(Note: This Guest Blog is by Corey Harris, an attorney with Merlin Law Group in the Tampa, Florida, office. This is part of a series he is writing on post-loss duties).

“In the event of loss or damage, we will adjust the loss with you.” This is a common phrase in property insurance policies, but an important phrase nonetheless. The key word in this sentence is the word with. The insurer will adjust the loss with an insured, not the insurer will adjust the loss for the insured. While the word with may not seem too important at first glance, this phrase can play a very important role in determining whether an insurer or insured may have breached the policy.


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(Note: This Guest Blog is by Corey Harris, an attorney with Merlin Law Group in the Tampa, Florida, office. This is part of a series he is writing on post-loss duties). 

I recently took the deposition of an independent adjuster who worked on behalf of one of the larger insurers in the state. While most of the deposition was pretty standard, I was shocked when the adjuster said that he had advised the homeowners to stop making temporary repairs to their home. When I asked him to explain why he did not think it was a good idea for temporary repairs to the roof and exterior of the building to be completed, he answered that coverage had not been established yet and he did not think the repairs should be made until it was.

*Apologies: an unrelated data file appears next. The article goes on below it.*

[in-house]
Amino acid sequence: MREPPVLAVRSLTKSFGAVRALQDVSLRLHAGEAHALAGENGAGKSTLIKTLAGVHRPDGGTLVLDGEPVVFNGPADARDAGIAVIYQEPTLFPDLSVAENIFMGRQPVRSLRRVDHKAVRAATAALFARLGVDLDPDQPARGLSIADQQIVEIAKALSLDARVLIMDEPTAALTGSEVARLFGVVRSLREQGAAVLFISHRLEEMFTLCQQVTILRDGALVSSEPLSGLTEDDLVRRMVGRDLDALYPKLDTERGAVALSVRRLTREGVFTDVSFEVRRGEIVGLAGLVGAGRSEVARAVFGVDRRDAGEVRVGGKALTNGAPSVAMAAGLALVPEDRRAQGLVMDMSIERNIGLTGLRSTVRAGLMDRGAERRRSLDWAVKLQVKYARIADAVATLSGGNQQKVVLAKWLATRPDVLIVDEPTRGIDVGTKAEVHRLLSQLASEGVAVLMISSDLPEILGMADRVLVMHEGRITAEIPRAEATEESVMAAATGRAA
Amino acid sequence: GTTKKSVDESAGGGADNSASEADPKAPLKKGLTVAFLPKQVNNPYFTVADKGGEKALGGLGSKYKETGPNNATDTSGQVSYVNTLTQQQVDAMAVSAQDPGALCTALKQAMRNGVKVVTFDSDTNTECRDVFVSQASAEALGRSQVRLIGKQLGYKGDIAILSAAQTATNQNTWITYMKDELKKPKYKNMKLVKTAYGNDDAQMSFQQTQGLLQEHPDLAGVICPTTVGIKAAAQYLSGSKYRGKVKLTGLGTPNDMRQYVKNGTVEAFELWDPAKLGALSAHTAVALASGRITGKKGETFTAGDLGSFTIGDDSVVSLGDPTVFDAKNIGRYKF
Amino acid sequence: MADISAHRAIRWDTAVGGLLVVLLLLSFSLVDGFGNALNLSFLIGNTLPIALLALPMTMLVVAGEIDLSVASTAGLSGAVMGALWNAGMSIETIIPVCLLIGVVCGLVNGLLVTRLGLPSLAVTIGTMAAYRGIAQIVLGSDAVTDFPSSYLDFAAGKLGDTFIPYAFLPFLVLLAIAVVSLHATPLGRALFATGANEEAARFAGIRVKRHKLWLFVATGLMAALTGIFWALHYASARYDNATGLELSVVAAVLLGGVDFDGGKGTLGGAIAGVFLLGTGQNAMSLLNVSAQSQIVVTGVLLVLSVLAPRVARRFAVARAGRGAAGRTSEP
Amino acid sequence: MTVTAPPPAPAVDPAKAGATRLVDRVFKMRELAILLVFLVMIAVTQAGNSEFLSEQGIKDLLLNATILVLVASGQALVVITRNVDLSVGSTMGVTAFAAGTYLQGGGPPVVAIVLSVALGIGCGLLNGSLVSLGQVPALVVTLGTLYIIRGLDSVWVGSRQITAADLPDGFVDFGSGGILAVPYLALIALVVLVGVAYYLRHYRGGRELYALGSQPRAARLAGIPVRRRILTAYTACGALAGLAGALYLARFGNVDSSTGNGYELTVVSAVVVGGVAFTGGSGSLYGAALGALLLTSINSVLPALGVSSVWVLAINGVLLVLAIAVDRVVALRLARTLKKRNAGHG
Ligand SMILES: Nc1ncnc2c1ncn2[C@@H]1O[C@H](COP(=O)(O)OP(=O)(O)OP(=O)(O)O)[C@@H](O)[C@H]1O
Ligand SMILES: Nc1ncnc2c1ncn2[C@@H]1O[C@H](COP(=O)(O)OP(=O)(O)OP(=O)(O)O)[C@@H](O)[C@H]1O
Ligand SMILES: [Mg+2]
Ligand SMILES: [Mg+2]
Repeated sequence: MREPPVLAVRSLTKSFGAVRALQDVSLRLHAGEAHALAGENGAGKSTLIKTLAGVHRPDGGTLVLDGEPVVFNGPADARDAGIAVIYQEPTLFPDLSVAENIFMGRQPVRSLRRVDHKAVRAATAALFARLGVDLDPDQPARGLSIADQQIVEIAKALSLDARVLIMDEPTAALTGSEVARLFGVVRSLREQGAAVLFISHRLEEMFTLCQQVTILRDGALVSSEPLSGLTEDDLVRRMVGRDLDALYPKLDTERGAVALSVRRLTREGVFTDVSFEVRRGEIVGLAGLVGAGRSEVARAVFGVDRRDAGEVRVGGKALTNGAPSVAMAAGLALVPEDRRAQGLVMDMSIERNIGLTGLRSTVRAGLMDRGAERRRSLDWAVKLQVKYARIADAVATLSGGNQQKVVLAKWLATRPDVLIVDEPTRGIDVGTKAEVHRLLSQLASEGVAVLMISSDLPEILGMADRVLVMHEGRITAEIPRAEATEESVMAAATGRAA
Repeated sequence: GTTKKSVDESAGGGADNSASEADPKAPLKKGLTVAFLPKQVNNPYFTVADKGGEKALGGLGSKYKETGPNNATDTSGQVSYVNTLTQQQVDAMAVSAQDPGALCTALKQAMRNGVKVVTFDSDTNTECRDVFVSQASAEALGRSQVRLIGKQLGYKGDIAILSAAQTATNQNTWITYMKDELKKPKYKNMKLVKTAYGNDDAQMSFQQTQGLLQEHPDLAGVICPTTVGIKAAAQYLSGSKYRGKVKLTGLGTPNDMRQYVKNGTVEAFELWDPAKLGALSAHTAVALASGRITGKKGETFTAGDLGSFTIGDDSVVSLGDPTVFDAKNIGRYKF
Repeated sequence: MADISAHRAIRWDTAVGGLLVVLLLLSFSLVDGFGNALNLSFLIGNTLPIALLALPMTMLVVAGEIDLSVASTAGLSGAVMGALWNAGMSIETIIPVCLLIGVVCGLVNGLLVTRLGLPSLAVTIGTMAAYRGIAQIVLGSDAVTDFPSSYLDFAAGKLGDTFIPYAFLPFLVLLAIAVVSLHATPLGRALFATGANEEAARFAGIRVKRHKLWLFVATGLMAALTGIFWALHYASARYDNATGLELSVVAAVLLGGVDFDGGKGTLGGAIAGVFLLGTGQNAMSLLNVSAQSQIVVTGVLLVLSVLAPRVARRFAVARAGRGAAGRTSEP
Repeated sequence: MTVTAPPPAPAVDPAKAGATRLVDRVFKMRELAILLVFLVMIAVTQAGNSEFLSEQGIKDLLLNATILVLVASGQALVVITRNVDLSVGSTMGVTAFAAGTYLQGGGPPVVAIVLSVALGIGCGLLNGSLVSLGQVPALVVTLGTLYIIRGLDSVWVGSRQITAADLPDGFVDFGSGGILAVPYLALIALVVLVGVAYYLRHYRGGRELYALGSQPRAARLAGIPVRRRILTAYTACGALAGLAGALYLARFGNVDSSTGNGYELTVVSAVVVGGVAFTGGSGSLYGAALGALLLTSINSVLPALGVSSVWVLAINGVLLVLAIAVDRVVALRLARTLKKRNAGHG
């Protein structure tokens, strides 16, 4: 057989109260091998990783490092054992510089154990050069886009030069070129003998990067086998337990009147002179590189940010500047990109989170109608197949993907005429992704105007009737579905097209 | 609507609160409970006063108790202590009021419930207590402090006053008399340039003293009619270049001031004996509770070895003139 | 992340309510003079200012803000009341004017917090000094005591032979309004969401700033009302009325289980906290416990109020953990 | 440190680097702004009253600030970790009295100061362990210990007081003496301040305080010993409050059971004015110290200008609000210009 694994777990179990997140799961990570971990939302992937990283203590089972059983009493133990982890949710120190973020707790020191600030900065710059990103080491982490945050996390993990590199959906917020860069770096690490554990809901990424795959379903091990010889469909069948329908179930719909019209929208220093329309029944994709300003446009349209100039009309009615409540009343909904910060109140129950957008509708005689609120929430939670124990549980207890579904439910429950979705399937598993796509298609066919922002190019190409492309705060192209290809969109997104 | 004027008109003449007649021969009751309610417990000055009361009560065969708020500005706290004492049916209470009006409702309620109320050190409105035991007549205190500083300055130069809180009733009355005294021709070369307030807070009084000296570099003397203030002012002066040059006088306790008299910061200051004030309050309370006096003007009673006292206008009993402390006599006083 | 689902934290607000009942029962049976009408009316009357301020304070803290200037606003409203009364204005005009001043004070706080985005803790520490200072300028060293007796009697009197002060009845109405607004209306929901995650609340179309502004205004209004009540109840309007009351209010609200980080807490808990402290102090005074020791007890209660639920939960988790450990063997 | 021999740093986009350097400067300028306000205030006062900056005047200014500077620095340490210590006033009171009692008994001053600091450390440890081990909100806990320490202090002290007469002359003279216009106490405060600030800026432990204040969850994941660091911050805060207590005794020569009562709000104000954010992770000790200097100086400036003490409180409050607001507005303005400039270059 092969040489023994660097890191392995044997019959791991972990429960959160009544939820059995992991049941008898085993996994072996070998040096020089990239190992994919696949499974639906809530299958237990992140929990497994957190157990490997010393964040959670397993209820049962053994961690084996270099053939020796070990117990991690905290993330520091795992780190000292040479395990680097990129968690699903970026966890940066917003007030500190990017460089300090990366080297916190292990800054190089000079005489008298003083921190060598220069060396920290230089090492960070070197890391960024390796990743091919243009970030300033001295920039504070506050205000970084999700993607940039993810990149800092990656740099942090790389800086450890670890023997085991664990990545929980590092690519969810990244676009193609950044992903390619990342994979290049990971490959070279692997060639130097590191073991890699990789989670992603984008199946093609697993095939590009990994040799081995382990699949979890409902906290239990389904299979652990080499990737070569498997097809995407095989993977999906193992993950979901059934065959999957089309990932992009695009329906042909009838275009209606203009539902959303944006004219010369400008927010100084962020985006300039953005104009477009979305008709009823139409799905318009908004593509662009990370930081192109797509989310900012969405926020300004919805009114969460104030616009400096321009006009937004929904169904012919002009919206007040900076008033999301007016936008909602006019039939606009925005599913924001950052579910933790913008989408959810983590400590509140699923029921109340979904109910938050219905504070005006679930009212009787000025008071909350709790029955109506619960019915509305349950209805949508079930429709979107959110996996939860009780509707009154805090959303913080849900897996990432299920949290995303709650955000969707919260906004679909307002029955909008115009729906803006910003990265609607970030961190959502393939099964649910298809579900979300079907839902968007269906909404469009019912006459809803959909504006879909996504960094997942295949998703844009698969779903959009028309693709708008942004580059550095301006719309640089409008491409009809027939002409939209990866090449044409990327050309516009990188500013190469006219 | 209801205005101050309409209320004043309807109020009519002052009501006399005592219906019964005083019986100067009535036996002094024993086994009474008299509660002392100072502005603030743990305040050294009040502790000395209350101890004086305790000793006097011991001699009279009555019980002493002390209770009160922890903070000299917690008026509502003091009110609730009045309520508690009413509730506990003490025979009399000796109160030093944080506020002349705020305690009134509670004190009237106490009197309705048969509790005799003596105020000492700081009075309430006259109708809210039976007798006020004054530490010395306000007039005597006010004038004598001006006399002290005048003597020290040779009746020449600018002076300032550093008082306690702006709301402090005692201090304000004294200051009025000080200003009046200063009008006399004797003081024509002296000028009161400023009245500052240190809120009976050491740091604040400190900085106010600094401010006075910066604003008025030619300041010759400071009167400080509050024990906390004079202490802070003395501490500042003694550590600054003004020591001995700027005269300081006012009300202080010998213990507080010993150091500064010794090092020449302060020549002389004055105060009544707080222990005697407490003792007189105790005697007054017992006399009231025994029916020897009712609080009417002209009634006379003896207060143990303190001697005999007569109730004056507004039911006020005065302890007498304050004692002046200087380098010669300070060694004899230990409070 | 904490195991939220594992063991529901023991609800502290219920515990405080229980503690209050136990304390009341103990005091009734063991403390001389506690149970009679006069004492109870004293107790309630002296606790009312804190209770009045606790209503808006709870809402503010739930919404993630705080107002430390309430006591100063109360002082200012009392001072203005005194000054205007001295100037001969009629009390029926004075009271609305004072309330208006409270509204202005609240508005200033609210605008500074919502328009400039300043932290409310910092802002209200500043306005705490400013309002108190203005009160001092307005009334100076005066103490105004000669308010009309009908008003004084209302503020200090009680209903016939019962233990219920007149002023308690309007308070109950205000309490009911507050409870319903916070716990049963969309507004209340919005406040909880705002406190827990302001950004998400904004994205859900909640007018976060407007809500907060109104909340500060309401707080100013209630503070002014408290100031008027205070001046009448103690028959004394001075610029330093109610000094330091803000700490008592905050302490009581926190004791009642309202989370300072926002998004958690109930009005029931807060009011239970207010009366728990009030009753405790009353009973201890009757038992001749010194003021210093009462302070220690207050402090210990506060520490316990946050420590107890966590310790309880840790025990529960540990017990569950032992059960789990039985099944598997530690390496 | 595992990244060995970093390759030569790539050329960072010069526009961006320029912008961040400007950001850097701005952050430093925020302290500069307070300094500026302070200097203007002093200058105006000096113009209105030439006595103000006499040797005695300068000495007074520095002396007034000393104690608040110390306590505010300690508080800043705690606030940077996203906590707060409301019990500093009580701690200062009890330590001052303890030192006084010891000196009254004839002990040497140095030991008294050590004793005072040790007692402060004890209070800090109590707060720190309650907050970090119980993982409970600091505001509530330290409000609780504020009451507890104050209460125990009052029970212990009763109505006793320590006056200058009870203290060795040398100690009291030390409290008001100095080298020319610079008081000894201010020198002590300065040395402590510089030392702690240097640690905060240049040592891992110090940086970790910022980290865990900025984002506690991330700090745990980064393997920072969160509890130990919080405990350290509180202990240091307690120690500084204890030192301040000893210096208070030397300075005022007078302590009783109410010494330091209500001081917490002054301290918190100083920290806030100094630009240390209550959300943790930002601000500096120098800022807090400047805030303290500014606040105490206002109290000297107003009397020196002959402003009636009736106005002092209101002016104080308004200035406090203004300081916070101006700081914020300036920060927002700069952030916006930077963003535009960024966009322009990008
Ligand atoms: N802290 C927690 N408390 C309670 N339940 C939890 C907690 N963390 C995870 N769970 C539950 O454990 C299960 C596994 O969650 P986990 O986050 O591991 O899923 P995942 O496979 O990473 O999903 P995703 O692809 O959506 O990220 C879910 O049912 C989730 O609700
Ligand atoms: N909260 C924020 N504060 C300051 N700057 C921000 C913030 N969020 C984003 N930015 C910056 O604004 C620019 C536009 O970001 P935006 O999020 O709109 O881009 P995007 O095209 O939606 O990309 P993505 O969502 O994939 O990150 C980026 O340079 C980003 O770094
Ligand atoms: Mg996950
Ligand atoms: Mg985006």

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(Note: This Guest Blog is by Corey Harris, an attorney with Merlin Law Group in the Tampa, Florida, office. This is part of a series he is writing on post-loss duties).

Think about this for a moment. A homeowner accidentally leaves something in the oven before heading off to the mall for an afternoon of shopping. Unfortunately for our hypothetical insured, that once tasty treat has caused a substantial fire which destroyed part of the house. Under almost all homeowner’s insurance policies, these damages would be covered despite the fact that the fire was caused by the insured’s negligence.


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An insurance company adjuster’s request for invoices of personal property items can be a trap for otherwise honest policyholders. I have been thinking about this topic as a result of Corey Harris‘ post, Notifying the Police in the Case of a Theft Loss, and the weekly highlighted fraud case in Claims Magazine, "Fraud of the Week: Suit Yourself." The basic rule for policyholders to remember is that you are under no obligation to give an insurance company what you do not have and never make up a document because the insurance adjuster says you need it to get paid. For policyholder counsel and public adjusters, protect your client and make certain they are not doing this.


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